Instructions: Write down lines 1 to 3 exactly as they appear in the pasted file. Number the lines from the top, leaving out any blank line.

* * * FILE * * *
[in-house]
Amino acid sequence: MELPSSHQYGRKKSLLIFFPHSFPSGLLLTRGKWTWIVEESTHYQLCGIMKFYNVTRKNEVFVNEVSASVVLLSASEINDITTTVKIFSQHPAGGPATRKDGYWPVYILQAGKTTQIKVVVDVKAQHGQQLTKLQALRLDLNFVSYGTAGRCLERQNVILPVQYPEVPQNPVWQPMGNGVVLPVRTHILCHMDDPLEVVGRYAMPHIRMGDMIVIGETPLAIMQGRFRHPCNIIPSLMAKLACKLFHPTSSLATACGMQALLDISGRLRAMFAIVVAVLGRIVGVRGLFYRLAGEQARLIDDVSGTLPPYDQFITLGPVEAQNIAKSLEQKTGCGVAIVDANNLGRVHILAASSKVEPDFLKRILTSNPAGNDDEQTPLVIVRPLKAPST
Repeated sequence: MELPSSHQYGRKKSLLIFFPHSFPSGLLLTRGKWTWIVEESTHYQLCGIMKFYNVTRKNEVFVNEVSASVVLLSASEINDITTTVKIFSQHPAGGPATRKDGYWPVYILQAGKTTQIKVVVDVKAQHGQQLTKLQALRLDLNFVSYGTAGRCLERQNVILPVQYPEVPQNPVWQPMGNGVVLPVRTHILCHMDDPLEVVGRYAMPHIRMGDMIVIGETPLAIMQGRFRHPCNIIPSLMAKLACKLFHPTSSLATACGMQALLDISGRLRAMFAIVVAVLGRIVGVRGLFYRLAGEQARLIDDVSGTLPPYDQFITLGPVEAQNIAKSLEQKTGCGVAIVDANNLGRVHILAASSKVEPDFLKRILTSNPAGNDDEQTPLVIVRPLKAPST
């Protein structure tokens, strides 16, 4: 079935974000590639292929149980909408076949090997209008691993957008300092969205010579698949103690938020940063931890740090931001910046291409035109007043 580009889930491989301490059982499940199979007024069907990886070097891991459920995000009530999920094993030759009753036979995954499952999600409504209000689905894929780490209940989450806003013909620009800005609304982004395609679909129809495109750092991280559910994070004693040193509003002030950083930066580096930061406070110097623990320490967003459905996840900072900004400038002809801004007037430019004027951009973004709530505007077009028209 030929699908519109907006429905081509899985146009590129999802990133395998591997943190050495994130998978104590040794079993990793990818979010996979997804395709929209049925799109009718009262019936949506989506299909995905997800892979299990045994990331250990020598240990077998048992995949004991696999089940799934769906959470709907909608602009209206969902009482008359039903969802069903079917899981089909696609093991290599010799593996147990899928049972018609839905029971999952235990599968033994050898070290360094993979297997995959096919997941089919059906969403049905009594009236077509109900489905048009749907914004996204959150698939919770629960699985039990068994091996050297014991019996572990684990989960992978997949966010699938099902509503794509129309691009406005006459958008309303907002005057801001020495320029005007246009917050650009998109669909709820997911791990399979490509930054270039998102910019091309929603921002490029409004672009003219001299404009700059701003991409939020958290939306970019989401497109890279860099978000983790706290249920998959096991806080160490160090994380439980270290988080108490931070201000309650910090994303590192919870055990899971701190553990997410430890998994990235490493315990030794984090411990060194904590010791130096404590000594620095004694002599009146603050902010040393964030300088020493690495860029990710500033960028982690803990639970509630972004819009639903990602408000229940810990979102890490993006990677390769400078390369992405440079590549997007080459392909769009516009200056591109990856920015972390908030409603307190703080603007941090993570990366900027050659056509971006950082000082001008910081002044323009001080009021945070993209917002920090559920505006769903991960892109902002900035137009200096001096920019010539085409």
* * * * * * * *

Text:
[in-house]
Amino acid sequence: MELPSSHQYGRKKSLLIFFPHSFPSGLLLTRGKWTWIVEESTHYQLCGIMKFYNVTRKNEVFVNEVSASVVLLSASEINDITTTVKIFSQHPAGGPATRKDGYWPVYILQAGKTTQIKVVVDVKAQHGQQLTKLQALRLDLNFVSYGTAGRCLERQNVILPVQYPEVPQNPVWQPMGNGVVLPVRTHILCHMDDPLEVVGRYAMPHIRMGDMIVIGETPLAIMQGRFRHPCNIIPSLMAKLACKLFHPTSSLATACGMQALLDISGRLRAMFAIVVAVLGRIVGVRGLFYRLAGEQARLIDDVSGTLPPYDQFITLGPVEAQNIAKSLEQKTGCGVAIVDANNLGRVHILAASSKVEPDFLKRILTSNPAGNDDEQTPLVIVRPLKAPST
Repeated sequence: MELPSSHQYGRKKSLLIFFPHSFPSGLLLTRGKWTWIVEESTHYQLCGIMKFYNVTRKNEVFVNEVSASVVLLSASEINDITTTVKIFSQHPAGGPATRKDGYWPVYILQAGKTTQIKVVVDVKAQHGQQLTKLQALRLDLNFVSYGTAGRCLERQNVILPVQYPEVPQNPVWQPMGNGVVLPVRTHILCHMDDPLEVVGRYAMPHIRMGDMIVIGETPLAIMQGRFRHPCNIIPSLMAKLACKLFHPTSSLATACGMQALLDISGRLRAMFAIVVAVLGRIVGVRGLFYRLAGEQARLIDDVSGTLPPYDQFITLGPVEAQNIAKSLEQKTGCGVAIVDANNLGRVHILAASSKVEPDFLKRILTSNPAGNDDEQTPLVIVRPLKAPST